China petrochemical markets bearish; new COVID-19 wave hit hubs

Fanny Zhang


SINGAPORE (ICIS)–Bearish sentiment hit China’s petrochemical markets at the start of the week as a new wave of COVID-19 outbreak hit production hubs in the eastern region.

  • Shandong, Hebei provinces hardest hit
  • Non-essentials factories in some cities to shut
  • High crude prices weigh on industry prospects

Fresh curbs on people movement and business activity could affect factory operations and hamper deliveries.

Several major petrochemical hubs, including the provinces of Shandong and Hebei, have recorded sharp spikes in new cases.

The cities of Shanghai and Shenzhen were likewise experiencing rising new numbers of infections.

In Jilin province in the northeast, the capital Changchun has been placed under lockdown since 11 March.

In Guangdong in the south, the cities of Shenzhen and Dongguan have both announced a seven-day lockdown from 14 March.

Shanghai – which is a metropolis and China’s main financial centre – sealed off several communities to contain the virus.

The cities of Changchun, Dongguan and Shenzhen all have requested local factories producing non-essential goods, including petrochemicals, to suspend operations.

Only those that produce basic necessities such as medicine, fuel, power, foods, among others, should continue operating at this time.

The news restrictions are posing problems on cargo transportation and logistics.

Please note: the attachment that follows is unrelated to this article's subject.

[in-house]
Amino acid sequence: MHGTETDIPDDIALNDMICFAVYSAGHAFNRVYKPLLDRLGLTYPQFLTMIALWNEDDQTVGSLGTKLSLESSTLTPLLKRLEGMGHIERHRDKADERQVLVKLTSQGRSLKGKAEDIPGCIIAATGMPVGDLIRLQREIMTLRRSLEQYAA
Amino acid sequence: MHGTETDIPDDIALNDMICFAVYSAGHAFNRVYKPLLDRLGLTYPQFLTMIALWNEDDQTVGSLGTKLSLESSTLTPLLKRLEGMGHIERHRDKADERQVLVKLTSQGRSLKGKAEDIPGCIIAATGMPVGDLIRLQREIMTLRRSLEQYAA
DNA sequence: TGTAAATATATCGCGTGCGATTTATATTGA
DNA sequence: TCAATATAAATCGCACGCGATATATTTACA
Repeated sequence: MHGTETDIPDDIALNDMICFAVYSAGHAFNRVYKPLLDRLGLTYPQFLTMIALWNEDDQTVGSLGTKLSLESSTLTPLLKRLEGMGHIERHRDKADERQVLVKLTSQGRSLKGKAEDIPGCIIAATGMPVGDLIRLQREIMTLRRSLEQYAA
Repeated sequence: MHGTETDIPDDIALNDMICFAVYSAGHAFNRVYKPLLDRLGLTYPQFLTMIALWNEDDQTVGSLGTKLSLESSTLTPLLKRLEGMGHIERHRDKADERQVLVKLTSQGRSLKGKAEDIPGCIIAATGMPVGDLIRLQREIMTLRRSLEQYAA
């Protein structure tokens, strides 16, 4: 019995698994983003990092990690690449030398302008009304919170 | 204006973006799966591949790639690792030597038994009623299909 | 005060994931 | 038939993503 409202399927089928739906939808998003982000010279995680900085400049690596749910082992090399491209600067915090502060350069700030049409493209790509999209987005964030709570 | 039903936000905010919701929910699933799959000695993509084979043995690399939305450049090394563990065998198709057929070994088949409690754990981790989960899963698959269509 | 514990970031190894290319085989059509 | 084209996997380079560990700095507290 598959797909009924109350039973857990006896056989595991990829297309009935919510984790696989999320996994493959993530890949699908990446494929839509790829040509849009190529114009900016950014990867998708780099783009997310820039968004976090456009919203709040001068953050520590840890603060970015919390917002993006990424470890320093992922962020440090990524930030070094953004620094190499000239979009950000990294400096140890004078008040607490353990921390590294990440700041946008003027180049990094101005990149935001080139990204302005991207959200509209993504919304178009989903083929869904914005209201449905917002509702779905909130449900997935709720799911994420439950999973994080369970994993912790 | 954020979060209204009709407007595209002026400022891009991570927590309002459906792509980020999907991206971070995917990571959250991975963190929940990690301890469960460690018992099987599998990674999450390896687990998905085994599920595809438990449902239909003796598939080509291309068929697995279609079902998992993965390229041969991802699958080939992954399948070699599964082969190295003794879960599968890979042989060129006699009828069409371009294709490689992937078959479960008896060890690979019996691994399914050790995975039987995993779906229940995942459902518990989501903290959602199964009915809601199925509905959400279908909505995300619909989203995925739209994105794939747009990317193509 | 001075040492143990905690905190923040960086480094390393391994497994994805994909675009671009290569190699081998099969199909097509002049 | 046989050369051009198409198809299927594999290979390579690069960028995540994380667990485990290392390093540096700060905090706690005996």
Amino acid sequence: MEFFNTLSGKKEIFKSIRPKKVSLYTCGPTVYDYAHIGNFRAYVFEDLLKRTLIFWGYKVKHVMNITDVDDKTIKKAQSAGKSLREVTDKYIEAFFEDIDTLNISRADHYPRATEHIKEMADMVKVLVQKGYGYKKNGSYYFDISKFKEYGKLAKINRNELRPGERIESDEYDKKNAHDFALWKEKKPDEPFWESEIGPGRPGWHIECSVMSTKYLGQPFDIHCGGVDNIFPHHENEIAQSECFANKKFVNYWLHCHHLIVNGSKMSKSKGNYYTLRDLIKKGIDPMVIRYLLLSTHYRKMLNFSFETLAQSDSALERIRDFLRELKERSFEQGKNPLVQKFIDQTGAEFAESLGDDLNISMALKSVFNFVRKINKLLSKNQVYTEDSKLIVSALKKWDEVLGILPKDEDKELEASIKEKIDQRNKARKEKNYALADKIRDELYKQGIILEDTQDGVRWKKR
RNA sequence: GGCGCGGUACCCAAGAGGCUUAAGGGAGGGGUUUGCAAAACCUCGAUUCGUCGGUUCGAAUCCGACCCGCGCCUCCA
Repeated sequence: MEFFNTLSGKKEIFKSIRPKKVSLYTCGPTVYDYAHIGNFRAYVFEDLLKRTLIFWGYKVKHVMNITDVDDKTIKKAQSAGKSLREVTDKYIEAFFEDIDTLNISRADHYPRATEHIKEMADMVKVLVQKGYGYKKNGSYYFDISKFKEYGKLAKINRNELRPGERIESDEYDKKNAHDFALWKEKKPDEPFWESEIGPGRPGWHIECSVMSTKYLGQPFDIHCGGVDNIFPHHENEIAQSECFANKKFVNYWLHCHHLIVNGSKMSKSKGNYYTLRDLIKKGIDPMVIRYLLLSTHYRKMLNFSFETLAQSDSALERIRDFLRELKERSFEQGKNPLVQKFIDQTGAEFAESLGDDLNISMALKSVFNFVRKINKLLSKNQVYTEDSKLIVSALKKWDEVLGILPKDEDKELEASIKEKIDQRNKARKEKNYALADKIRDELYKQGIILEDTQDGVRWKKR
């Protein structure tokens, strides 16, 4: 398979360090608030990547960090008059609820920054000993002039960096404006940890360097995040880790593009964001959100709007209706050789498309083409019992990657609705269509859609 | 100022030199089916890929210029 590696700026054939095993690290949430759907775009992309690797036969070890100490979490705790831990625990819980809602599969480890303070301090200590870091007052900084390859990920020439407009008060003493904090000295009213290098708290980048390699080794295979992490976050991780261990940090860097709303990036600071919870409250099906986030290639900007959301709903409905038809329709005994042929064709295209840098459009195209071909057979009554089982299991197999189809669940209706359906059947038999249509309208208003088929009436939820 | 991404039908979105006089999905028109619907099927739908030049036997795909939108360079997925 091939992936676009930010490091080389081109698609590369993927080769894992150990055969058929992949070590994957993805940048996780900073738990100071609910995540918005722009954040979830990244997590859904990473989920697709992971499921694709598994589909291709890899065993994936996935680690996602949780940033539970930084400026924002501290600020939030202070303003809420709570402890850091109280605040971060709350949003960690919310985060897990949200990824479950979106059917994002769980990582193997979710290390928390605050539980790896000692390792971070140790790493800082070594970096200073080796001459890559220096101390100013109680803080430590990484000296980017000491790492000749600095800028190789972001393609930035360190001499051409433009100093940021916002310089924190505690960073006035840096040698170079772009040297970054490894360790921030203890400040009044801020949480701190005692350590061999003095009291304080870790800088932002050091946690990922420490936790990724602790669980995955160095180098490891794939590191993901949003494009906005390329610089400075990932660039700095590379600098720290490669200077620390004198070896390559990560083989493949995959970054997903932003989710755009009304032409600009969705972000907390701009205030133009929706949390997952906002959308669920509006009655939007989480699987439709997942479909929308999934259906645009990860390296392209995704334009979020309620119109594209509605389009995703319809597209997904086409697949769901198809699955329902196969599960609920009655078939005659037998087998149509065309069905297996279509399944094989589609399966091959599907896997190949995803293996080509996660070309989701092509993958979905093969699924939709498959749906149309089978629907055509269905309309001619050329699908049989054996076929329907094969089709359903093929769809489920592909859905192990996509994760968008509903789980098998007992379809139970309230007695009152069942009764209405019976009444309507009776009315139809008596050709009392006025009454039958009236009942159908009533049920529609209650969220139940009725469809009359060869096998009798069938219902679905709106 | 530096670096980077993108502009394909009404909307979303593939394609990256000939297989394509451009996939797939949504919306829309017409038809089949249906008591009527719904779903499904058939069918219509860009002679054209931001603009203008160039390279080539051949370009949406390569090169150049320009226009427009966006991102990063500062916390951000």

In the eastern Jiangsu province, a petrochemical warehouse in Jiangyin decided to halt operations for three days from Monday noon.

In Dongguan, truck drivers will need to present virus-negative tests done in the past 24 hours before they are allowed to enter the city for cargo loading/unloading.

“The [petrochemical] markets are already suffering from high crude. These [virus-control] restrictions add pressures,” said a plastics trader.

Although crude has lost some gains, prices continue to hover at above $100/bbl.

Panic-selling ensued across various markets on Monday, including polypropylene (PP), polyethylene and acrylonitrile butadiene styrene (ABS), market sources said.

“Demand is extremely weak. Downstream factories are not buying raw materials because of poor demand for their products,” another trader said.

At the Dalian Commodities Exchange, PE futures slumped by 3.4%, while PP futures plunged 4.4% at the close of trade on Monday.

Focus article by Fanny Zhang

Additional reporting by Lucy Shuai, Yvonne Shi

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